Tales from the Crypt (1972)

Director: Freddie Francis

Writer: Milton Subotsky (Screenplay) Al Feldstein, Johnny Craig, William M Gaines, Graham Ingels, George Evans (Story)

Starring: Ralph Richardson, Joan Collins, Ian Hendry, Peter Cushing, Richard Greene

 

Plot: Five strangers get lost in a crypt and, after meeting the mysterious Crypt Keeper, receive visions of how they will die.


Tagline – DEATH LIVES in the Vault of Horror!

Runtime: 1 Hour 32 Minutes

 

There may be spoilers in the rest of the review

 

Verdict: Simple Horror Anthology

 

Story: Tales from the Crypt starts as we follow a tour group inside the crypt, when the five Joanne (Collins), Carl (Hendry), Elliot (Phillips), Jason (Greene) and Rogers (Patrick) get lose in the crypt, the Crypt Keeper (Richardson) entertains them.

Each one sees how they will die in a vision, showing us that they’re not so perfect lives will take a dark turn when they stop living the honest lives they have built for themselves.

 

Thoughts on Tales from the Crypt

 

Characters – Where this film is an anthology we don’t get too much time with each character, Joanne is a married woman with her own desires for life, showing a darker side after killer her husband on Christmas Eve. Carl Maitland is a married man that is planning on leaving his wife and children, he is involved in an accident which brings into a new lease of horror. Grimsdyke is an older man, he has lived with his wife in one home, with her passed away he wants to die in this house and must deal with the snotty neighbours that is trying to force him out. Jason is a businessman that has spent more than he has earnt forcing him to face bankruptcy for his actions. Rogers is the final story as a manager of home, he comes in with his strict ideas struggle to connect with the people he is meant to be caring for.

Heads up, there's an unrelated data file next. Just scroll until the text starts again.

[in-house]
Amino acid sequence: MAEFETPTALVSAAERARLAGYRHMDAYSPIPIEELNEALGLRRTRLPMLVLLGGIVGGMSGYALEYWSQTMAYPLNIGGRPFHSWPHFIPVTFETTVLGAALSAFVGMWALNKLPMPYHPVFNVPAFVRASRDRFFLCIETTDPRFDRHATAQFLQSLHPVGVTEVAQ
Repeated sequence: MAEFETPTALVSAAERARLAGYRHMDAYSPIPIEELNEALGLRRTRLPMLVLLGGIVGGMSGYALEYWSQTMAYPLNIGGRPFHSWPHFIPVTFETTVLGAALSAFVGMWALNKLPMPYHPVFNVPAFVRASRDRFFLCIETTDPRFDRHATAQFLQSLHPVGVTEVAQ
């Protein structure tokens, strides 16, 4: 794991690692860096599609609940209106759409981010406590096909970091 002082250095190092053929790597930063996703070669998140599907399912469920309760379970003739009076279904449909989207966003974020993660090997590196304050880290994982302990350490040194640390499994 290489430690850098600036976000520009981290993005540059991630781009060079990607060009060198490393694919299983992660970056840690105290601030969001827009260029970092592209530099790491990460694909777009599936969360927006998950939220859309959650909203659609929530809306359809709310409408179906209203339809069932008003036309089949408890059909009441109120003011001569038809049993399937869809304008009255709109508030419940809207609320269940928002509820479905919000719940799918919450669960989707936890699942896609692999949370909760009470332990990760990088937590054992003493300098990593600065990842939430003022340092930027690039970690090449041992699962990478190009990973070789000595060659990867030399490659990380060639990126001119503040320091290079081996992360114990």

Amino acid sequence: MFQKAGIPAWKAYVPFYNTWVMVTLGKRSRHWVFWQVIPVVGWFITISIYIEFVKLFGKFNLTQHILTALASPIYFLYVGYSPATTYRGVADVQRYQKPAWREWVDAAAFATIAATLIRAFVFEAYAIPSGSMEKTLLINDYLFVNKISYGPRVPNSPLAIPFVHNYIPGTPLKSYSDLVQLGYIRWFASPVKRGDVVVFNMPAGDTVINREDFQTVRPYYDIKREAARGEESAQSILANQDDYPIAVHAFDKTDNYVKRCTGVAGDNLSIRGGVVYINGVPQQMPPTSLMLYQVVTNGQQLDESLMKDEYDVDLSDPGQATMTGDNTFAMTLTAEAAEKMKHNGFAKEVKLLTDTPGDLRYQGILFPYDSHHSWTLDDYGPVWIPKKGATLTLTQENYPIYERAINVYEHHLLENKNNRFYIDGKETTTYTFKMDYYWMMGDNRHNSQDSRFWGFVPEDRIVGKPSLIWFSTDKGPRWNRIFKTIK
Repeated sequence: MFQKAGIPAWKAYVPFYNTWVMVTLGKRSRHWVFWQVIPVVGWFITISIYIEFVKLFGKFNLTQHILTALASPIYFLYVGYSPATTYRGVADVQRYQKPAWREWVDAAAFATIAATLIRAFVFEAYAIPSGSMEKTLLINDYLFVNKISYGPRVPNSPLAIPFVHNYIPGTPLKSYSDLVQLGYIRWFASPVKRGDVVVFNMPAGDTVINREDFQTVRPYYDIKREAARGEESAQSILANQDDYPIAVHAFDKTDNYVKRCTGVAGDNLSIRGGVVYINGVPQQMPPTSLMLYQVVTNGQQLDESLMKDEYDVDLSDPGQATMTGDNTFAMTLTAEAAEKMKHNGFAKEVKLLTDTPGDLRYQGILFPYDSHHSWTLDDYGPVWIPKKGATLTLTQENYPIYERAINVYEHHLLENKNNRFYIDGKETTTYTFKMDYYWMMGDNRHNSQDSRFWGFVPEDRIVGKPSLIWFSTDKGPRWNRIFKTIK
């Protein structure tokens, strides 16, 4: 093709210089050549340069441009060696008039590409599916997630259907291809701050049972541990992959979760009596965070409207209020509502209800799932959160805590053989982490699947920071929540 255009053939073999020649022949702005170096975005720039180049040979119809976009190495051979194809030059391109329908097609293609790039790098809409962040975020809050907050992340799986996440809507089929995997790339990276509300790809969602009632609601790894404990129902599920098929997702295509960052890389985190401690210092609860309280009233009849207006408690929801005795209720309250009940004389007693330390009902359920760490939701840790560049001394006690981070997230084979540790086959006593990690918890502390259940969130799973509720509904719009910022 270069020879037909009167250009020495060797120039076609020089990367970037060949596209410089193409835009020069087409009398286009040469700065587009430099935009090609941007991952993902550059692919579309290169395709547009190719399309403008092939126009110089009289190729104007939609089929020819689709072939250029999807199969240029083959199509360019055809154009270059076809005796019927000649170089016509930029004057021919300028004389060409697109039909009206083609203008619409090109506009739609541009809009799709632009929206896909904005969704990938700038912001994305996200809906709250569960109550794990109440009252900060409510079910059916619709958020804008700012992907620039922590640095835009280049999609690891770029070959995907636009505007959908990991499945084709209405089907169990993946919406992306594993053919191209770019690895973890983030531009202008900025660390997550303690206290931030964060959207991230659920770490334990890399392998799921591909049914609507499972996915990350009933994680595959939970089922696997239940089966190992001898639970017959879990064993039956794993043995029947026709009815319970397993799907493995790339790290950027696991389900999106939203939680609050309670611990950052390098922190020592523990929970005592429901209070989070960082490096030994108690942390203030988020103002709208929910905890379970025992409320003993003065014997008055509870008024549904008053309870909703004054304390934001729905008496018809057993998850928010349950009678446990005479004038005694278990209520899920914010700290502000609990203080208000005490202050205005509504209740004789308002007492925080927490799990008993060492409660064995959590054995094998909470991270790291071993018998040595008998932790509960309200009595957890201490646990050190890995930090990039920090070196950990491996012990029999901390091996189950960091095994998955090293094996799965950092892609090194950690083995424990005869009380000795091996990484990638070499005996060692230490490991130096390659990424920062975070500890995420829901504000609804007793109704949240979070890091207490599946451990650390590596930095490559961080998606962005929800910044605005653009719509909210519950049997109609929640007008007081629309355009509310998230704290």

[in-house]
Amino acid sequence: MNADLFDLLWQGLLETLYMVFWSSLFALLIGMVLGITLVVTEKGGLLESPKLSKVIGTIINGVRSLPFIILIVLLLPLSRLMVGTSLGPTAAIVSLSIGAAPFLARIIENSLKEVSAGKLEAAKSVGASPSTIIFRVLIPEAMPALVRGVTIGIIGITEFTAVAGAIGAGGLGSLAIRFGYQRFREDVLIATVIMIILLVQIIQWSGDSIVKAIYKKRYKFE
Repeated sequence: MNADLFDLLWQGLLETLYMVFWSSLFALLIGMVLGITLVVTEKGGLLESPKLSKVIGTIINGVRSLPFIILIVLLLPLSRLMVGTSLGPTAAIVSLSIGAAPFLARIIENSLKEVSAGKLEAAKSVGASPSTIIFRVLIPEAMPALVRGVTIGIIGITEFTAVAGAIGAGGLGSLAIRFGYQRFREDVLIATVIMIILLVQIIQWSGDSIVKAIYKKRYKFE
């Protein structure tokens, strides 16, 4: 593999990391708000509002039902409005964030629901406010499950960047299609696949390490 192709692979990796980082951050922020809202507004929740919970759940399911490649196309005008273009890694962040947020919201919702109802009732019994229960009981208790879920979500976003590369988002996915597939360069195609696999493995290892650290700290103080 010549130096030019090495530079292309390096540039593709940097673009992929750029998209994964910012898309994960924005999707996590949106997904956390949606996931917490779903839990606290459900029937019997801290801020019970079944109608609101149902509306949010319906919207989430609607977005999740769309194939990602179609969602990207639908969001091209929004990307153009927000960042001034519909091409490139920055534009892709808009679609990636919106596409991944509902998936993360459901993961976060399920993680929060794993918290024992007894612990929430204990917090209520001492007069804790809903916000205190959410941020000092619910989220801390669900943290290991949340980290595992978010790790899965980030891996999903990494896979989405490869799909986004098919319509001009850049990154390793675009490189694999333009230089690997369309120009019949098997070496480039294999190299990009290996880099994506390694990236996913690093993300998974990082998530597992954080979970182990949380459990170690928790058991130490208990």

PerformancesBy being an anthology the stars only get limited time, Joan Collins gets the ball rolling as is good in her role with us believing how calculated her actions are. Ian Hendry is solid in his role, he is behind the camera for the most part making it hard to believe everything. Peter Cushing shines as the kindly old man that is getting pushed out of town.  Richard Greene is solid enough without getting too much time to show us what makes his character unique. Nigel Patrick does make this character one of the more unlikable with ease.

StoryThe story here takes us down the horror anthology line, we get to see five stories of five characters deaths, this does give us something different in each side of the horror scale, we know some are shorter than others with Blind Alleys and Poetic Justice being the stand out of the five stories. There is a big twist in the connection to the stories, but if you do know the TV show you will know the outcome. For a horror anthology this is everything you need without being to the extremes they go nowadays. Each short could easily become a longer film which is always positive.

HorrorWhen it comes to horror we sometimes get to best moments in shorts, anthologies give us a chance to experience different types of horror which will offer something for all horror fans.

SettingsEach film takes us to the world where the character comes from which shows us how the normal lives they live have the darker secrets.

Special EffectsThe effects in the film are good through the film they show us what is capable with good practical effects.


Scene of the Movie –
Blind Alleys when the door opens.